Senior lawmakers feeling 'left out' after news of Israeli spying

Senior lawmakers are sharing a similar response to a report that Israel spied on U.S.-Iran nuclear talks and slipped intelligence to Congress: Don't look at me.


“I haven’t had any of them coming up and talking with me about where the deal is. I was kind of wondering who it was they were meeting with,” Senate Foreign Relations Committee Chairman Bob CorkerRobert (Bob) Phillips CorkerTrump announces, endorses ambassador to Japan's Tennessee Senate bid Meet the key Senate player in GOP fight over Saudi Arabia Trump says he's 'very happy' some GOP senators have 'gone on to greener pastures' MORE (R-Tenn.) told reporters.

“I kind of felt left out,” he quipped.

Sen. Lindsey GrahamLindsey Olin GrahamWhite House won't move forward with billions in foreign aid cuts GOP group calls on Republican senators to stand up to McConnell on election security in new ads Cindy McCain says no one in Republican Party carries 'voice of reason' after husband's death MORE (R-S.C.), a defense hawk who’s flirting with a 2016 presidential bid, said The Wall Street Journal report was “news to me.” Any information Israeli officials have shared with Graham, he already knew it, he said.

“No one from Israel’s ever briefed me about the agreement,” he told reporters.

Graham, who serves on the Senate Armed Services Committee, quickly added: “I hope we’re spying on the Iranians."

The Israeli government reportedly spied on negotiations between Iran and Western powers to curb Tehran’s nuclear program. Israel also collected information from top-secret U.S. briefings and stool pigeons in Europe.

“I got to be honest; I’ve never had them really share anything with me that I couldn’t read in one of your publications,” Corker said, adding “most of it you can get on the Internet.”

“I was a little surprised at the tone. ... Actually, one of my reactions was ‘Why haven’t they been coming up here sharing information with me?’ ”

He noted that Israeli Ambassador Ron Dermer has visited Capitol Hill “several times” and “has never, never shared any details.”

Corker suggested the White House was responsible for “pushing out” the article.

Earlier this month, Speaker John BoehnerJohn Andrew BoehnerIsrael should resist Trump's efforts to politicize support Lobbyists race to cash in on cannabis boom Rising star Ratcliffe faces battle to become Trump's intel chief MORE (R-Ohio) had privately huddled with Prime Minister Benjamin Netanyahu in the Capitol, just moments before the Israeli leader gave an address to Congress warning against a nuclear deal with Iran.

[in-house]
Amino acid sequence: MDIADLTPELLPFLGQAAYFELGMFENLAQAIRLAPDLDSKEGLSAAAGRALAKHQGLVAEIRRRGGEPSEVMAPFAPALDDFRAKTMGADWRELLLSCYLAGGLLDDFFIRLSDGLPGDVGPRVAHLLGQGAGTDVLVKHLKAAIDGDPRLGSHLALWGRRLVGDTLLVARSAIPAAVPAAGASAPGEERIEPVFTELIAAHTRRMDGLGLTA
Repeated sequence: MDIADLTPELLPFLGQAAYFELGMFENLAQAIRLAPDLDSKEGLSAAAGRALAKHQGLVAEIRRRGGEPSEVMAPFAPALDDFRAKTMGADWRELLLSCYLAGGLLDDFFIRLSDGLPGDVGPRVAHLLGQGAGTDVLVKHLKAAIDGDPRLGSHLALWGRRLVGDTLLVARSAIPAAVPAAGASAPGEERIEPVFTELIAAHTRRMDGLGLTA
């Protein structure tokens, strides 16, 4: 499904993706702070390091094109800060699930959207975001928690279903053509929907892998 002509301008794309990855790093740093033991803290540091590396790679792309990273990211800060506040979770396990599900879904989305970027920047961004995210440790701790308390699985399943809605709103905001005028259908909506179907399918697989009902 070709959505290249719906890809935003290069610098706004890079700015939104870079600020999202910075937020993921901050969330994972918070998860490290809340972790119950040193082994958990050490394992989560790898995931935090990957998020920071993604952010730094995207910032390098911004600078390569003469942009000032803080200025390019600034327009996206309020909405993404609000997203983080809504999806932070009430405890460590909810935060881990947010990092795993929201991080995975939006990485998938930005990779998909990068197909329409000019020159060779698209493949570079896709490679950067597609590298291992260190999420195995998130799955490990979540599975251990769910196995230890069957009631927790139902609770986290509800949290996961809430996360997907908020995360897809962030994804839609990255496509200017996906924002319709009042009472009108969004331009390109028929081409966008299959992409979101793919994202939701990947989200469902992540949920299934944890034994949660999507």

But BoehnerJohn Andrew BoehnerIsrael should resist Trump's efforts to politicize support Lobbyists race to cash in on cannabis boom Rising star Ratcliffe faces battle to become Trump's intel chief MORE told reporters he was "shocked" and "baffled" by the espionage reports, and he made clear that he had never received any of the Israeli intelligence.

"I read that story this morning, and frankly, I was a bit shocked," Boehner said. "There was no information revealed to me whatsoever."

One Senate Intelligence Committee member, Angus KingAngus Stanley KingBipartisan panel to issue recommendations for defending US against cyberattacks early next year New intel chief inherits host of challenges Senators ask for committee vote on 'red flag' bills after shootings MORE (I-Maine), said he was disturbed to learn that "Israel had gained inside information and then turned around and leaked it selectively to members of Congress to affect the congressional thinking on this proposed deal."

House Minority Whip Steny Hoyer (D-Md.), however, said he wasn’t terribly surprised, although he hasn’t read the article.

“All nations try to get as much information as they can about what's going on that affects them — including the United States of America, as we know,” Hoyer said.

Other lawmakers struck a more reserved chord. Senate Intelligence Committee Chairman Richard BurrRichard Mauze BurrHoekstra emerges as favorite for top intelligence post Trump casts uncertainty over top intelligence role Trump withdraws Ratcliffe as Intelligence pick MORE (R-.N.C) said he wasn’t aware of the reports of espionage, while the panel’s top Democrat, Sen. Dianne FeinsteinDianne Emiel FeinsteinTrailer shows first look at Annette Bening as Dianne Feinstein Trump administration urges Congress to reauthorize NSA surveillance program The Hill's Morning Report - More talk on guns; many questions on Epstein's death MORE (Calif.), said, “all I know is what I read in this morning's newspaper.

But she noted that she might learn more during an intelligence briefing Tuesday afternoon on Iran.

House Intelligence Committee Chairman Devin Nunes (R-Calif.) said Israeli officials "never" briefed his panel on the talks.

"We don't know anything about it," he said.

Asked if he knew of other members being briefed, he replied: "No, no."

"I found out about it last night," Nunes told reporters.

—This report was updated at 2:58 p.m.